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Liberia declared Ebola-free after weeks of no cases


The World Health Organization (WHO) has declared Liberia free of the Ebola virus, confirming that the country has had no new cases in 42 days.

President Ellen Johnson Sirleaf told the BBC that Liberia had “crossed the Rubicon” and would be celebrating a concerted effort to stem the disease.

More than 4,700 deaths from Ebola have been recorded in Liberia, more than in any other affected country.

Neighbouring Guinea and Sierra Leone continue to fight the outbreak.

It has claimed over 11,000 lives across the region since last year.

The WHO regards a country Ebola-free after a 42-day period without a new case – twice the maximum incubation period.

The last confirmed death in Liberia was on 27 March. On Saturday the World Health Organization said in a statement: “The outbreak of Ebola virus disease in Liberia is over.”

President Sirleaf told the BBC: “We will celebrate our communities which have taken responsibility and participated in fighting this unknown enemy and finally we’ve crossed the Rubicon. Liberia indeed is a happy nation.”

A man reads an Ebola awareness poster near Monrovia
A poster in Paynesville, outside the capital Monrovia – part of the Liberian campaign against Ebola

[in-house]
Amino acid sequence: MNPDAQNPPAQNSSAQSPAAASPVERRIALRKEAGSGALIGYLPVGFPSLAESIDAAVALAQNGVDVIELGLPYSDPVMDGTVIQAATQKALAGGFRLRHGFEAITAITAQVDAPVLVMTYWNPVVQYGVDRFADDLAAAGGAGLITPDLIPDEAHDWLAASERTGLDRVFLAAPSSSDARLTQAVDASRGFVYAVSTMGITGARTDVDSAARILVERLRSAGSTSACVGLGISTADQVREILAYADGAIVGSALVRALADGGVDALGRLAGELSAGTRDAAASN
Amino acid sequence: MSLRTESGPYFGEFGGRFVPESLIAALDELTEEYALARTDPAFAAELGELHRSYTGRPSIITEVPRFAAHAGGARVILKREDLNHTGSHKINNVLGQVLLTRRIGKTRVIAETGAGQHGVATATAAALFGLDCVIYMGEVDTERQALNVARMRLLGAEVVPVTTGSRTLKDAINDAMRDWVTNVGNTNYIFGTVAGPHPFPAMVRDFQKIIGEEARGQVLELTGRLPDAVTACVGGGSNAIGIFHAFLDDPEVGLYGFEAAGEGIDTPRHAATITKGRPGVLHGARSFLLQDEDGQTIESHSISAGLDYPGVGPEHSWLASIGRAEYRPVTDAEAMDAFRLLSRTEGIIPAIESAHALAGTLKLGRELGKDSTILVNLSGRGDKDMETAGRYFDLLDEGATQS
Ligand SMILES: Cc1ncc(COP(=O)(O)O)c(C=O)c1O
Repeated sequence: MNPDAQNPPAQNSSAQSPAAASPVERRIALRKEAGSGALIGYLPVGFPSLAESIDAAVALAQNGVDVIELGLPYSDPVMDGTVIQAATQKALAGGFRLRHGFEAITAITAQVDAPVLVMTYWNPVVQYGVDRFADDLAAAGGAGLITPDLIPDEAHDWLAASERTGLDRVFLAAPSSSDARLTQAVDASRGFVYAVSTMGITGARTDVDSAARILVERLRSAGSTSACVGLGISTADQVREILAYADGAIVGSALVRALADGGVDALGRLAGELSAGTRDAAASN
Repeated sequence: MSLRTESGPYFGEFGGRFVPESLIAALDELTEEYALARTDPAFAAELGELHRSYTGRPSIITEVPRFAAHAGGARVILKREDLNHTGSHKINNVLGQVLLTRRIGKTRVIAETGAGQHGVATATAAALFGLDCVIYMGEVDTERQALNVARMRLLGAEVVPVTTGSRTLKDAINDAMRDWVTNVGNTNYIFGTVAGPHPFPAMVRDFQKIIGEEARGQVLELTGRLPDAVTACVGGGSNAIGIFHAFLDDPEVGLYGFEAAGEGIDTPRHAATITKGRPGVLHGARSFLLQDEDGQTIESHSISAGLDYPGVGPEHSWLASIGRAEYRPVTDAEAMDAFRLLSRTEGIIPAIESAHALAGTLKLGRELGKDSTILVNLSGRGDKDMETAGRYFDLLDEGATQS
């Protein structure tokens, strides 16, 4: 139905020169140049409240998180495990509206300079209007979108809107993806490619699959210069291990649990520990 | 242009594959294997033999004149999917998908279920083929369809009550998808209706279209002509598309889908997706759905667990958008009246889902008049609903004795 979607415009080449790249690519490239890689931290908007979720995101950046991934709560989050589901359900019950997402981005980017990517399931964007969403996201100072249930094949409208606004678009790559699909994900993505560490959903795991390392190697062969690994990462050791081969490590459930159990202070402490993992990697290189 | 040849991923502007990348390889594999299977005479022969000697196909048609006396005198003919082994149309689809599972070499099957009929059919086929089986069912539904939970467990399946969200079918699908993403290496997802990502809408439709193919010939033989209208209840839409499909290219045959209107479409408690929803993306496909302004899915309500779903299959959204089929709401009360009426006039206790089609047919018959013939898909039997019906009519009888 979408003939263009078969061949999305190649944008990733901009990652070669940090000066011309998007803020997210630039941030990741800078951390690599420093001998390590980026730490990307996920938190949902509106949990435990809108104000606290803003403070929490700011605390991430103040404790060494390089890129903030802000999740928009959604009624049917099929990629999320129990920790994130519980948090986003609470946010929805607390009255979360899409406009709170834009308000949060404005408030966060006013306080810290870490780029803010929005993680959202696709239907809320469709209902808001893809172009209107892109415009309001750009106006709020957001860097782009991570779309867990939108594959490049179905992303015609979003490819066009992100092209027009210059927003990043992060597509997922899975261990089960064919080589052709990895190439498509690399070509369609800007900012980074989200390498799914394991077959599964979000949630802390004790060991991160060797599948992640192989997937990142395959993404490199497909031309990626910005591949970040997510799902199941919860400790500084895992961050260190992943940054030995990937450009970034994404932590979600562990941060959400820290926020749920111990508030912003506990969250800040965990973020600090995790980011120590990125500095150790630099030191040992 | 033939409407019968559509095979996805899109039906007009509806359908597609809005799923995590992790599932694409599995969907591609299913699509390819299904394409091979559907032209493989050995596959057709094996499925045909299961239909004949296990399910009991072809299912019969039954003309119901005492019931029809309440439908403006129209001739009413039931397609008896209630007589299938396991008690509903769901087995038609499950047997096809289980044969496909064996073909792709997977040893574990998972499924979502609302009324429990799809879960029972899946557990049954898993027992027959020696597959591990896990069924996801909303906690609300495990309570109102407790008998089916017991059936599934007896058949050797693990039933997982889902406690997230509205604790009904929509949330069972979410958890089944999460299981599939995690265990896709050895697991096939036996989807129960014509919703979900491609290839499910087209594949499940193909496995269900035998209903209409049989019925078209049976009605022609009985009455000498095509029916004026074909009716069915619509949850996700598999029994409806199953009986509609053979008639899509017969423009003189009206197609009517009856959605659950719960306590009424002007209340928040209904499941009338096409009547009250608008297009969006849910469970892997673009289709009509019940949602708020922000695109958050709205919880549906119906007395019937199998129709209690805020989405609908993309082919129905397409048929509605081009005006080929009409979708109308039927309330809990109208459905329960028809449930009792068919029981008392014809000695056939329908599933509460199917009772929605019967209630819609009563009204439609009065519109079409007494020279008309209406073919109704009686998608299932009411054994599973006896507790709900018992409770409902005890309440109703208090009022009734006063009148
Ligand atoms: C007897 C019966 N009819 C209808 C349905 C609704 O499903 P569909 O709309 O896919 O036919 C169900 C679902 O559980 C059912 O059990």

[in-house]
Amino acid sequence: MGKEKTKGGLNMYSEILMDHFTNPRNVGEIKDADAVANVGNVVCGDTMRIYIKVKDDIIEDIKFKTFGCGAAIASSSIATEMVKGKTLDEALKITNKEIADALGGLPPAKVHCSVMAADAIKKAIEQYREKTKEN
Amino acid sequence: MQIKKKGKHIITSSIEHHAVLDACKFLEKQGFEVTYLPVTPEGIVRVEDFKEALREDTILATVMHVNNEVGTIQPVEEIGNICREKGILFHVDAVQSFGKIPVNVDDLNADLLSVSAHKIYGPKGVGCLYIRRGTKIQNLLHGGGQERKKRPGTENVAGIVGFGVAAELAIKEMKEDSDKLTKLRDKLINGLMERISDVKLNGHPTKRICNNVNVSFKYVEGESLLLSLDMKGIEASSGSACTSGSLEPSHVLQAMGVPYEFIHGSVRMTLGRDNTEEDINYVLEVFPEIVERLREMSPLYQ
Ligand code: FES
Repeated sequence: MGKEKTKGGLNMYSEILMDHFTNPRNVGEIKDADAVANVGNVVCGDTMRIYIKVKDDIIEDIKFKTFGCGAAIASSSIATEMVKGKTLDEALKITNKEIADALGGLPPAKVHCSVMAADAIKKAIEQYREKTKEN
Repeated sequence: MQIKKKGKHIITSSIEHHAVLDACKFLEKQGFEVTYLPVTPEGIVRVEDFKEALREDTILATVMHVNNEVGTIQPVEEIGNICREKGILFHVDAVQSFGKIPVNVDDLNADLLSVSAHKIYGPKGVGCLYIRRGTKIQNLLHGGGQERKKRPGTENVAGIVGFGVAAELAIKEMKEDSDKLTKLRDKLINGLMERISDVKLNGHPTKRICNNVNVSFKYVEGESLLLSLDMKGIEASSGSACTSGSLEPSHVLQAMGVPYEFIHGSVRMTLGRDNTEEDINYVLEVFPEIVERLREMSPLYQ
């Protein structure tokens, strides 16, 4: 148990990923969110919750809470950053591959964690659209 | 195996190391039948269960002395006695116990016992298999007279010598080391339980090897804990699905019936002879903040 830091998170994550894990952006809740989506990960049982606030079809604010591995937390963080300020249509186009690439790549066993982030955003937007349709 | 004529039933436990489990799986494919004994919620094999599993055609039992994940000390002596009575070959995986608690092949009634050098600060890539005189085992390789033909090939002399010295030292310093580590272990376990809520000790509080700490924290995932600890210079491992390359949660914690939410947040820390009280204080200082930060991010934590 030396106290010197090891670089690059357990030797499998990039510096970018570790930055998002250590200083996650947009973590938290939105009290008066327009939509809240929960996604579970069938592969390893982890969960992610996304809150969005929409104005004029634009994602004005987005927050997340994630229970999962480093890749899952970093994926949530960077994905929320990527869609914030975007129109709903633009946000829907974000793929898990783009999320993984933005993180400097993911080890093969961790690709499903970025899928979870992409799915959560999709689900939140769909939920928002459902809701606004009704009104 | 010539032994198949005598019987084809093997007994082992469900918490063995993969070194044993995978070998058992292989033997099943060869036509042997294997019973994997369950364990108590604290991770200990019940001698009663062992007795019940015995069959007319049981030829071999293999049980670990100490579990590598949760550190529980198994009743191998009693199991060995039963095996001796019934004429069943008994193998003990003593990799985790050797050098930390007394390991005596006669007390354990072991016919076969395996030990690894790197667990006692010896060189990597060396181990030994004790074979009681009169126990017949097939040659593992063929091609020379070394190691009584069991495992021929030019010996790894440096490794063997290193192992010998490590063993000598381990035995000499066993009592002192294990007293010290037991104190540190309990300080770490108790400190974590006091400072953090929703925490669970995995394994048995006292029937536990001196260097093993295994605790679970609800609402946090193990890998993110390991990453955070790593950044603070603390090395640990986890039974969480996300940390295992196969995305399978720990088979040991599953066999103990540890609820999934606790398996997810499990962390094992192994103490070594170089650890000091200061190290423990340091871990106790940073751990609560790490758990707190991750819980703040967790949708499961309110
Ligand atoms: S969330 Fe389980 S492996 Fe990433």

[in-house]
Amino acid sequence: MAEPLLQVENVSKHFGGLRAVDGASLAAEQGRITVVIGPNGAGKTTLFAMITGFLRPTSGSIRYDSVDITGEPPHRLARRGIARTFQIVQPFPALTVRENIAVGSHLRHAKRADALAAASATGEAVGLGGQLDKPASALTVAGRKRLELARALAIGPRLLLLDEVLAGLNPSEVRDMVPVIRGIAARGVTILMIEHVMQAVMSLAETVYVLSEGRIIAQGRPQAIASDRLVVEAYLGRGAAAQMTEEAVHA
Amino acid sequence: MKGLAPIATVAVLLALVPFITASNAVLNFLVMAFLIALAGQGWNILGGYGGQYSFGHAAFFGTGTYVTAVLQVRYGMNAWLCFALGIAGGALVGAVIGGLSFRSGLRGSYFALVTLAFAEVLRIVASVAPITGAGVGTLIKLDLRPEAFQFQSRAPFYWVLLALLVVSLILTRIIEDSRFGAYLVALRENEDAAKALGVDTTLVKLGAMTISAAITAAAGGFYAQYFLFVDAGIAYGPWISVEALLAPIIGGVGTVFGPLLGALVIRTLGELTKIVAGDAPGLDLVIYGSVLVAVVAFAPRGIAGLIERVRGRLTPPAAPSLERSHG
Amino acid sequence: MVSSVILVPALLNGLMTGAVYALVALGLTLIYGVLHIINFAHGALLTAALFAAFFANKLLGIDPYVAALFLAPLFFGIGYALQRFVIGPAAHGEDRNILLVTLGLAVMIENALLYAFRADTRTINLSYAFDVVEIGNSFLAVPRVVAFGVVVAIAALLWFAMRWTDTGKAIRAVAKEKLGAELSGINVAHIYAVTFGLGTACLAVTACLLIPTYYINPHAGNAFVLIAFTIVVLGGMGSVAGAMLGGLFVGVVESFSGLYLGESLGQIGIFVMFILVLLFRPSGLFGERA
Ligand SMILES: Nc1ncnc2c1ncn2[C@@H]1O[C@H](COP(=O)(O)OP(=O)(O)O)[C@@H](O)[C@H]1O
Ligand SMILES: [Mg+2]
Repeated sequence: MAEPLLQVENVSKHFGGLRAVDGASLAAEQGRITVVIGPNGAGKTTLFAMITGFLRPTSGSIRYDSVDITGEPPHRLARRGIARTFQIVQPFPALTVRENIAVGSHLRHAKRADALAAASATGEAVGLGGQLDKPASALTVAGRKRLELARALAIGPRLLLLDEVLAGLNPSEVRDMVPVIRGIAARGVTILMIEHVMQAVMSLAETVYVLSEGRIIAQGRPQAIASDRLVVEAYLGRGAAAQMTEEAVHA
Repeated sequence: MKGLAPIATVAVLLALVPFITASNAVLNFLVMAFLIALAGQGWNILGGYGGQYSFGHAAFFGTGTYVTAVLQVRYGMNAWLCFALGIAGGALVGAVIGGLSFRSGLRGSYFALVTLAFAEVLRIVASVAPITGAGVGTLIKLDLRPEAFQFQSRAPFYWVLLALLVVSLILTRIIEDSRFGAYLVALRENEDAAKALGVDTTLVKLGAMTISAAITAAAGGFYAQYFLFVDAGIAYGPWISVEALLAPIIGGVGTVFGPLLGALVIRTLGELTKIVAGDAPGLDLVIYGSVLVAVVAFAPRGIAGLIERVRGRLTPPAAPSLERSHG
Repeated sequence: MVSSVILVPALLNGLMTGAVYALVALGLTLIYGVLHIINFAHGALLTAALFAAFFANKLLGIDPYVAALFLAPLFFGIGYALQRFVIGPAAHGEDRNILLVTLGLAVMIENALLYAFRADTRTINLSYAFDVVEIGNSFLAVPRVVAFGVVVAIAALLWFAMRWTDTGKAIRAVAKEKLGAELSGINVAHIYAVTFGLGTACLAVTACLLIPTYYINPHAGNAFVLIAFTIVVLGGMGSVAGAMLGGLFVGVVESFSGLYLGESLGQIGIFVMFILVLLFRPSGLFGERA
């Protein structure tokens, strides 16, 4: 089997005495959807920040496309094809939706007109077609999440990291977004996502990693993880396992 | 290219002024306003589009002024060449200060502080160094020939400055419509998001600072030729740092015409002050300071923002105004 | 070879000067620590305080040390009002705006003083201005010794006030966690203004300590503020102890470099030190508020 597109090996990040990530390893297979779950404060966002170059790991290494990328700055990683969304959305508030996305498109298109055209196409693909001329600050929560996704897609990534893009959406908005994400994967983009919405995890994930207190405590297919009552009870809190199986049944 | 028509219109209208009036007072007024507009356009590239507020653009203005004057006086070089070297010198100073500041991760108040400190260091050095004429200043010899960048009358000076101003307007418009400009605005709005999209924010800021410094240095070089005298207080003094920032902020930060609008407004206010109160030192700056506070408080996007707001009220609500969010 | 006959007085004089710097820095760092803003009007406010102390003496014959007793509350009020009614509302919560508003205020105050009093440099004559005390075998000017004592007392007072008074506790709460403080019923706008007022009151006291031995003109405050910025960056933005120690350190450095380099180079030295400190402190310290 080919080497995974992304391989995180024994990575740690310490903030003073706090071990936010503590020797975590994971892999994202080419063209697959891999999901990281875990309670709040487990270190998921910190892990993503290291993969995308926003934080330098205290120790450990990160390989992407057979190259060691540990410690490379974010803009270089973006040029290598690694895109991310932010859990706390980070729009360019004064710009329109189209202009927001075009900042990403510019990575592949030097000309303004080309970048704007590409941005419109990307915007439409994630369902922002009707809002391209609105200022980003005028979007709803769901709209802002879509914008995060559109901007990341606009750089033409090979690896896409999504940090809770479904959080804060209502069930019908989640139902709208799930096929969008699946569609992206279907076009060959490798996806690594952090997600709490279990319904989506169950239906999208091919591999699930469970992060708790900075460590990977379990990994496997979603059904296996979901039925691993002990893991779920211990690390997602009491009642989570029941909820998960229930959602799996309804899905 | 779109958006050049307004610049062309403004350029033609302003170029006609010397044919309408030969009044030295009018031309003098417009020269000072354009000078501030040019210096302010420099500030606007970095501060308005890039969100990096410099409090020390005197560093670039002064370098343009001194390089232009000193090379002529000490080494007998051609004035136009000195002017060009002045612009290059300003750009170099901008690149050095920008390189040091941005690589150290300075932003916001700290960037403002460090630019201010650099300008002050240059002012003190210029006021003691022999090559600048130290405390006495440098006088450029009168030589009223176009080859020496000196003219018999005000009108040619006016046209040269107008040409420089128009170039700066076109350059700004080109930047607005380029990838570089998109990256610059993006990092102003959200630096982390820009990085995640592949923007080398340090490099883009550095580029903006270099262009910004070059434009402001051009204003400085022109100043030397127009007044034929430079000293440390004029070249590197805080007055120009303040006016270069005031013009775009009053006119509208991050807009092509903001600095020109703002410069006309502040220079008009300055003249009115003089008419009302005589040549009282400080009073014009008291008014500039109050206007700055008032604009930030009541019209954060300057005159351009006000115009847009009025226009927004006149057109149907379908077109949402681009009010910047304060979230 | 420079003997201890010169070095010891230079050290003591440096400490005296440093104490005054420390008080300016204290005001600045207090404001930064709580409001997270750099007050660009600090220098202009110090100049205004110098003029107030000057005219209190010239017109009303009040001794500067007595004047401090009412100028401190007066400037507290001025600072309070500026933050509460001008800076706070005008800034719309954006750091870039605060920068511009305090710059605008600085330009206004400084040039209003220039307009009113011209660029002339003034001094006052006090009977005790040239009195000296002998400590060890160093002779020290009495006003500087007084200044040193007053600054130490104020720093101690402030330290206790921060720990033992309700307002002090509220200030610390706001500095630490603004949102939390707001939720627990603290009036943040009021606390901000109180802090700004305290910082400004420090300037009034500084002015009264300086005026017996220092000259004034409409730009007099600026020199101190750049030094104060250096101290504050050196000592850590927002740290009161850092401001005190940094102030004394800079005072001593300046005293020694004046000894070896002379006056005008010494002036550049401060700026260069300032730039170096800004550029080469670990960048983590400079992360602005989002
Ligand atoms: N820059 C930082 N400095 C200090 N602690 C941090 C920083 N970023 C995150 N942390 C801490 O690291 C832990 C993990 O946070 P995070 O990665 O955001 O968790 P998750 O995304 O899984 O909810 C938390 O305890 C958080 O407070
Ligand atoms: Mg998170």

Buckets of chlorinated water being place in every entrance of SIMS Community School, Coffee farm, Caldwell, outside Monrovia, Liberia, 31 March 2015
Chlorinated water has been placed outside public buildings

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Traumatised nation

Officials Ebola was eventually conquered in Liberia through a collective. Care centres and hand washing stations were set up to try to halt the disease, which spreads through contact with sick people.

Billboards went up with slogans such as “Ebola is real”, “wash your hands and don’t touch” and “don’t be the next victim”.

“It has been a terrible time in the history of our country,” Monrovia resident Emmanuel Tokao wrote on a BBC Facebook page. “I’m firstly grateful to God, who I believe brought us back to normality.”

At the height of the outbreak, he said, “ambulances would either come for a dead body or sick person. It reminded me of the war days”.

Liberia lost around 250,000 lives in a civil war ending in 2005.

The BBC’s Jonathan Paye-Layleh in Monrovia says the president gave a sense of how traumatised the outbreak remains after the outbreak.

In an address to the nation on Saturday, she said: “Even today if you hear an ambulance siren you shake a little bit.”

Although Liberia has now been declared Ebola-free, correspondents say the outbreak will have a long-term impact on Liberia’s fragile economy.

The current outbreak is the deadliest in history. It initially centred on Guinea’s remote south-eastern region of Nzerekore in early 2014, and later spread to Liberia and Sierra Leone.

The WHO is warning against complacency. Its statement warns that there is “a high risk that infected people may cross into Liberia over the region’s exceptionally porous borders”.



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